Global sea level has risen by about 8 inches since reliable record keeping began in 1880. It is projected to rise another 1 to 4 feet by 2100.

Projecting future rates of sea level rise is challenging. Even the most sophisticated climate models, which explicitly represent Earth’s physical processes, cannot simulate rapid changes in ice sheet dynamics, and thus are likely to underestimate future sea level rise. In recent years, “semi-empirical” methods have been developed to project future rates of sea level rise based on a simple statistical relationship between past rates of globally averaged temperature change and sea level rise. These models suggest a range of additional sea level rise from about 2 feet to as much as 6 feet by 2100, depending on emissions scenario.

Recent projections show that for even the lowest emissions scenarios, thermal expansion of ocean waters and the melting of small mountain glaciers will result in 11 inches of sea level rise by 2100, even without any contribution from the ice sheets in Greenland and Antarctica. This suggests that about 1 foot of global sea level rise by 2100 is probably a realistic low end. On the high end, recent work suggests that 4 feet is plausible.,,,, In the context of risk-based analysis, some decision makers may wish to use a wider range of scenarios, from 8 inches to 6.6 feet by 2100., In particular, the high end of these scenarios may be useful for decision makers with a low tolerance for risk

In the next several decades, storm surges and high tides could combine with sea level rise and land subsidence to further increase flooding in many of these regions. Sea level rise will not stop in 2100 because the oceans take a very long time to respond to warmer conditions at the Earth’s surface. Ocean waters will therefore continue to warm and sea level will continue to rise for many centuries at rates equal to or higher than that of the current century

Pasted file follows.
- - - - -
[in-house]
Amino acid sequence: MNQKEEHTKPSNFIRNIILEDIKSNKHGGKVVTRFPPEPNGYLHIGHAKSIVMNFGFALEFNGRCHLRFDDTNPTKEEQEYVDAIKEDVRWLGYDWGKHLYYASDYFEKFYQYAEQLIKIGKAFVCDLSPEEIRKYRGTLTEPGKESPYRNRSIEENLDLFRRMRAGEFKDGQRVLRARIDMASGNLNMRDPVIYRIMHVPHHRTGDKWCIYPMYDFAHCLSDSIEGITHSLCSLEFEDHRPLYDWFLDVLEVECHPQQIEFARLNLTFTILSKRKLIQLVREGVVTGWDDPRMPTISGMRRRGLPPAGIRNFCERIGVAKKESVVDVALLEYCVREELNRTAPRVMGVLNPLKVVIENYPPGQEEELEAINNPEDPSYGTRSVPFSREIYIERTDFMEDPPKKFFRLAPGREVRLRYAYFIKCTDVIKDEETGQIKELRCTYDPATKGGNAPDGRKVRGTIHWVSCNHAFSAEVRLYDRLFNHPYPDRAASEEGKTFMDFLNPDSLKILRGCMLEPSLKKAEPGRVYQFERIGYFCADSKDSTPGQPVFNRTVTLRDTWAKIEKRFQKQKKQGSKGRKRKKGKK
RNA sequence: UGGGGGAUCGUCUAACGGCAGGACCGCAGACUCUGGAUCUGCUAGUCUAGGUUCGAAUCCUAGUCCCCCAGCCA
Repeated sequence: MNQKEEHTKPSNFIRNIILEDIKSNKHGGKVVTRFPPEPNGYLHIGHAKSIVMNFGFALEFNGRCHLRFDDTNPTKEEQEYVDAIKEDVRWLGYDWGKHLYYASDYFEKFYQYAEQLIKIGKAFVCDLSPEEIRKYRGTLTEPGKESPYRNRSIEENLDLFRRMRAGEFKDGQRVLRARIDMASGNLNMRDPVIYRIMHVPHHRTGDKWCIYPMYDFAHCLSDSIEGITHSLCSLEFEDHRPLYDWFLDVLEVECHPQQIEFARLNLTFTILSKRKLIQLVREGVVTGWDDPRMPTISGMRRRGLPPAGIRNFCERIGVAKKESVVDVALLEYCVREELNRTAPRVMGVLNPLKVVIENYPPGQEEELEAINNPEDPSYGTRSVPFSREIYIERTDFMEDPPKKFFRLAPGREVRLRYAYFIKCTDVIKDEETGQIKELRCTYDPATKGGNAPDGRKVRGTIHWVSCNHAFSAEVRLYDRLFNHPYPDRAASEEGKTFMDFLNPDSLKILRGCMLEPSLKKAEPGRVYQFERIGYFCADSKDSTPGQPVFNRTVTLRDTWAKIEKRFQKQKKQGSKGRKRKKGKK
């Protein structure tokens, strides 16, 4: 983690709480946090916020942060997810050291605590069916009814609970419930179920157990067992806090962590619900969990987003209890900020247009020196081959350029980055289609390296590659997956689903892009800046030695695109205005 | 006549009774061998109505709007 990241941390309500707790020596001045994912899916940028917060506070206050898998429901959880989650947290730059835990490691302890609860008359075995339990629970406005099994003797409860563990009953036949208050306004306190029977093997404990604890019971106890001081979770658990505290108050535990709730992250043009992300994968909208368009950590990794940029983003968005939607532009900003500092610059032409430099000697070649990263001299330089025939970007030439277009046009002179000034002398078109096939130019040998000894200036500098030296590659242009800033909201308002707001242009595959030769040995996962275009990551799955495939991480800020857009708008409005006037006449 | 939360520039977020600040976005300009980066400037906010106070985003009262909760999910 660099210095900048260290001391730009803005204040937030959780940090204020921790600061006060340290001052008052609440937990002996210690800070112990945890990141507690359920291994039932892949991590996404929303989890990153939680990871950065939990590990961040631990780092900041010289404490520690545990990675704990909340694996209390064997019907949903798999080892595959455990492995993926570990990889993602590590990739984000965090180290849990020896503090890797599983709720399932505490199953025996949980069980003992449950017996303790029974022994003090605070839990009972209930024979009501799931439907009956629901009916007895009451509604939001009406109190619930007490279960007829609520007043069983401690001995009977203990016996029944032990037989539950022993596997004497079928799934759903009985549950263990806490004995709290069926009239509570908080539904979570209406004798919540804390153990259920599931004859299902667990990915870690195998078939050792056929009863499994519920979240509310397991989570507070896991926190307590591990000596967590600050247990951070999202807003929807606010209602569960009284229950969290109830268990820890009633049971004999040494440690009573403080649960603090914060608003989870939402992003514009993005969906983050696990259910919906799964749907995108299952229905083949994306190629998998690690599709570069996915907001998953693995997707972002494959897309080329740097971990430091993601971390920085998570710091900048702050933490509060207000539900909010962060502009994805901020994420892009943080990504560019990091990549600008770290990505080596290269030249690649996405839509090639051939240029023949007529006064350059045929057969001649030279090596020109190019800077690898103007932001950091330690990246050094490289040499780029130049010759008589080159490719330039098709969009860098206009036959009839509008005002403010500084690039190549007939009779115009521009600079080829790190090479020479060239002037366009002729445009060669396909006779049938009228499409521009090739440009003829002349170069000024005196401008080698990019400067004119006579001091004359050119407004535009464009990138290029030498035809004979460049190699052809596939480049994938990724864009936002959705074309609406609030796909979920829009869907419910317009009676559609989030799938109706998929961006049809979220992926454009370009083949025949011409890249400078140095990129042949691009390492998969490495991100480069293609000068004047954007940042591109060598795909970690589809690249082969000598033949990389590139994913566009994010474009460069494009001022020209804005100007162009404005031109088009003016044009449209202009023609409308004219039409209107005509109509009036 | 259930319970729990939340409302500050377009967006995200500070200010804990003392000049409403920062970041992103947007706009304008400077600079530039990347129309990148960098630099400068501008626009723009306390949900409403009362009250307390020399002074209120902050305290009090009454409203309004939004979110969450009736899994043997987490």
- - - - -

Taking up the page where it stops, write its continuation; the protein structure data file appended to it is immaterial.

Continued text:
The discussion paper, which is still undergoing peer-review at the time of this post, brings into question the semi-empirical methods used to calculate the rate of sea-level rise on the decade-scale. As an alternative, they use paleo-climate data and doubling times to make their own approximation, which predicts faster sea level rise. Let us be clear, though, the amount of possible net sea level rise over the next few hundred years or so is not really in question. The timing of how fast the sea will rise over the coming century is what is less certain. So, a coastal community doing long term planning could consider sea-level rise even further in the future. Most of Greenland could melt over the next few hundred years, which would contribute nearly 6 meters of sea level rise. If we are strictly talking about the year 2100, though, that is a difficult forecast to make. For planning purposes, it would be wise to assume at least 1 meter of sea level rise by 2100, with definite continued increases.

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    $\begingroup$ Would it be fair to say 'we don't know?' $\endgroup$ – Grant Bussell Aug 9 '15 at 0:34
  • $\begingroup$ We know the total amount of possible sea level rise given the water locked up in ice. Greenland will melt this millenia... that is highly likely. Antarctica is really the big unknown. Hopefully Antarctica doesn't lose much ice as the climate changes over the next few hundred years. We really don't know that though! $\endgroup$ – f.thorpe Aug 9 '15 at 2:47
  • $\begingroup$ I think Hansen is talking major changes to sea level this century $\endgroup$ – Grant Bussell Aug 9 '15 at 22:35
  • $\begingroup$ Hansen predicts a significant increase at some point, but not necessarily this century. He also published prior to peer review cause he wanted to publish ahead of the UN deadline. We know from geological records that 10 feet of sea level rise has happened in a century. Hansen's just saying that rate could happen again at some point. He's not predicting this century. For estimates, I think Farrenthorpe covered it as well as it can be covered, though even people making those predictions admit a degree of unpredictability. $\endgroup$ – userLTK Aug 17 '15 at 7:55